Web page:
The Southwestern Connection in Hawai‘i’s Culinary HistoryOctober 26, 2018, 10:25 AM HST · Updated October 26, 10:48 AM Kiaora Bohlool · 0 Comments
“You know where you are by what you’re eating.”
Around 30 years ago, this philosophy spurred three chefs from the South, who were cooking French food at the time, to help create what’s known today as Southwestern cuisine. To give food a sense of place, close to home.
“It was the revolution of American food. A few of us in Texas and the Southwest were doing what Roy and Alan and a group of people were doing over here,” says chef Stephan Pyles, a fifth-generation Texan who’s opened 23 restaurants in six cities over the past 35 years. But back in the 1980’s, it was all beginning.
“Stephan, Robert and I were the pioneers of Southwest cuisine. And that is a Texas-style cuisine, indigenous to our area,” explains Dean Fearing, long known as the “Father of Southwestern cuisine,” which he calls “the only true American cuisine.” He became an ambassador to help chefs here in Hawai’i like Roy Yamaguchi and Alan Wong in their mission to mobilize the Hawai’i Regional Cuisine movement.
“I came here to guide the direction, to get all the chefs together,” Fearing says, “help them steer forward to what the cuisine should be and how they can stay together as a group.”
Robert Del Grande was also was instrumental in the rise and growth of Southwestern Cuisine, which rejected the notion that food — and cooking styles — should be imported. Rather, they embraced what was around them.
“We were inspired by local ingredients, instead of ‘How far away does it come from?’ Not just the product, but the feel — do you know where you are?” says Del Grande. “A taste of home; you know you’re home when you have that.”
The chefs were not only great buddies, but even played together in a band while traveling around the country, promoting the uprise of Southwestern cuisine. As Hawai’i defined its own movement that respected local, friendships extended over the miles. When Yamaguchi and Wong started the Hawai’i Food & Wine Festival (HFWF) in 2011, the southern chefs were natural supporters.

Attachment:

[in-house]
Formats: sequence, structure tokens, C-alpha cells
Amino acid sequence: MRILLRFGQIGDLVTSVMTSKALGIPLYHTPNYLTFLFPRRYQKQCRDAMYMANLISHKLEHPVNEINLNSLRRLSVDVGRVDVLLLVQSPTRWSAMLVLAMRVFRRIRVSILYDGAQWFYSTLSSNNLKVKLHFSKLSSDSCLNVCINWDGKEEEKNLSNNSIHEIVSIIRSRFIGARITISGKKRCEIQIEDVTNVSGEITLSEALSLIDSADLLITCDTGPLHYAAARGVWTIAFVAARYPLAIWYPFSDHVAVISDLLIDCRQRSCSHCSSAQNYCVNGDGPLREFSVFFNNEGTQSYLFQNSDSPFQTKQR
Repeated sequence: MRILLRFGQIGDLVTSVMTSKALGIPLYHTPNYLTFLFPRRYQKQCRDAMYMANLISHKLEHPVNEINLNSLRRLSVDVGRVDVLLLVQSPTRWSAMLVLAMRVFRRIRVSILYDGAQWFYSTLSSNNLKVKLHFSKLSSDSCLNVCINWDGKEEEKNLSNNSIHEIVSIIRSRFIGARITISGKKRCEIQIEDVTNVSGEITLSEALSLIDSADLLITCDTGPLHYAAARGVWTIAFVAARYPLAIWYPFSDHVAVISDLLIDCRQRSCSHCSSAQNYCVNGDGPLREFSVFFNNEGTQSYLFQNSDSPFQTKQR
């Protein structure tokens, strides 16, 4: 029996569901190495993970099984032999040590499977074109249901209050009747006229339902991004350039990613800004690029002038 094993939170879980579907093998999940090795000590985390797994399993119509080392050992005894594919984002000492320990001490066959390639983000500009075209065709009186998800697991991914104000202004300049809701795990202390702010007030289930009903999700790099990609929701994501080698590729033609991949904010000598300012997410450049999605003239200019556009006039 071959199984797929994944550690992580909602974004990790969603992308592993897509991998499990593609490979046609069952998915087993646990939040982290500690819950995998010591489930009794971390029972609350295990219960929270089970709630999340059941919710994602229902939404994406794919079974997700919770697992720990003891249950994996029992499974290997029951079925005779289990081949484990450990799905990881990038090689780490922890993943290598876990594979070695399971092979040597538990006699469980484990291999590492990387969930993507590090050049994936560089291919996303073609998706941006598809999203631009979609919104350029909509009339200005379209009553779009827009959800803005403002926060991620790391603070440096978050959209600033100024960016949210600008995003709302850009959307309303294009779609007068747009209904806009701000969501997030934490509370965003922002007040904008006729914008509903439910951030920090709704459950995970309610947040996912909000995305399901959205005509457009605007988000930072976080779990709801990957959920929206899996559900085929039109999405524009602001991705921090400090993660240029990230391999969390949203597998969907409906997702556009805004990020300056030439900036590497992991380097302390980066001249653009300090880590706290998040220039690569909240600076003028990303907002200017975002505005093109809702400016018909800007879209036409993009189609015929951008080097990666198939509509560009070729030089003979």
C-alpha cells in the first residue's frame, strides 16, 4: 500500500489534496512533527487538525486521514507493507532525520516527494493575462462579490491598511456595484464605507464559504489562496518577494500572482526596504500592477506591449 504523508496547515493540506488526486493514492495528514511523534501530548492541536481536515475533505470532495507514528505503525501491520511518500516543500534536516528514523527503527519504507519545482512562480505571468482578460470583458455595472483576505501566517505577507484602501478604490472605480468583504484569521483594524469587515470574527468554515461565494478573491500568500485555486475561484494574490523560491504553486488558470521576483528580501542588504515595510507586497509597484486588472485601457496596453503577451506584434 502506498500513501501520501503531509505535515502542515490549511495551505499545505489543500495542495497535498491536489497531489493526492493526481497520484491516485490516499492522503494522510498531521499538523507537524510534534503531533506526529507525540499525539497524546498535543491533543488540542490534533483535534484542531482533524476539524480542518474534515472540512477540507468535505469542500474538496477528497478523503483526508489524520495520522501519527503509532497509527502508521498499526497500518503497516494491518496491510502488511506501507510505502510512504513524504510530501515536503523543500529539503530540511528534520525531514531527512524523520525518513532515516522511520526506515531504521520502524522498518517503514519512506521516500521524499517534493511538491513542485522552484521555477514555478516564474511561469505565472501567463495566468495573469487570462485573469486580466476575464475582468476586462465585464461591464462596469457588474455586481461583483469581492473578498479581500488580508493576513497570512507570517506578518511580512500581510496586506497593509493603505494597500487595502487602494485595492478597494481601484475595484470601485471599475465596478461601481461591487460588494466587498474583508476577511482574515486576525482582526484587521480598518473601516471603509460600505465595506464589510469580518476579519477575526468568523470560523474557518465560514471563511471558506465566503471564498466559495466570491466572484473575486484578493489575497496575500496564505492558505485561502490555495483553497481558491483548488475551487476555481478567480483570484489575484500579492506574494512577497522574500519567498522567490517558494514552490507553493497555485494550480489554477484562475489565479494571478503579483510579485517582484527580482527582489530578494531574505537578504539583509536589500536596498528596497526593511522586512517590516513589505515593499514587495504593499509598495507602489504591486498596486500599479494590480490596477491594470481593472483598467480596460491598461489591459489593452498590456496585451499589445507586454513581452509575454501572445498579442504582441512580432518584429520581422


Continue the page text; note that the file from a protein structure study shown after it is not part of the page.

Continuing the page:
“They were doing it grassroots back in that time,” remembers Pyles. “It’s gotten more organized, bigger, a full-fledged festival; it’s mighty with all of the others!”
Indeed, in seven short years, the festival has expanded from a three-day event with 30 chefs in Waikīkī to a triple-weekend culinary celebration spanning three islands that attracts more than 100 internationally-renowned master chefs, culinary personalities, winemakers and spirit producers, along with 10,000+ attendees.
Pyles is known as a tireless philanthropist, involved in humanitarian and hunger-relief efforts, and awarding $250,000 in culinary scholarships in his name over 13 years. Similarly, giving is a huge component of HFWF, raising record amounts for 23 non-profit beneficiaries in Hawai‘i and surpassing $2 million in seven years.
From October 19 to 21, 2018, Maui hosted the festival, with Roy’s 21st Annual Golf Classic in Kā’anapali; the Spiked! walk-around dining event at Sheraton Maui Resort & Spa; a family-friendly event called Keiki in the Kitchen at Whaler’s Village and a six-course sit-down dinner with seven chefs at Hyatt Regency Maui Resort and Spa, known as Symphony of Flavors.
“I like what Roy and Alan have done; we come over but we have to use local ingredients,” Fearing says, who put a Texas spin on his island-inspired creation this year at HFWF’s Spiked! event. “I did a ginger beer-marinated local Mahi Mahi over a chorizo Mexican rice that was all ingredients of the islands: chorizo made here, vegetables, an avocado and mango salsa, all local ingredients.”
Our events are just one piece of the festival, which spans from October 6 to 28 on Hawai’i Island, Maui and O’ahu.
“It’s different than any other food festival I’ve been to, and I’ve been to them all,” says Pyles, who incorporated Kona lobster into his sweet corn tamale dish for Spiked! “It stretches over a period of weeks, and this is paradise! There’s a little something for everybody here.”
Del Grande says there’s more to experience and absorb every time he comes here. His culinary creation included kampachi with a local edamame purée and cucumber broth, “spiked” with serrano pepper. He coined that great quote up top, that you know where you are by what you’re eating. A concept that applies in his home of Texas, and our home here in Hawaiʼi.
“Capture that sense of place,” he says, “and you know where you are.”
All three chefs have garnered countless awards and accolades. Learn more about them and the other festival chefs here. Hawai’i Food & Wine Festival continues with a huge number of events on O‘ahu through Sunday.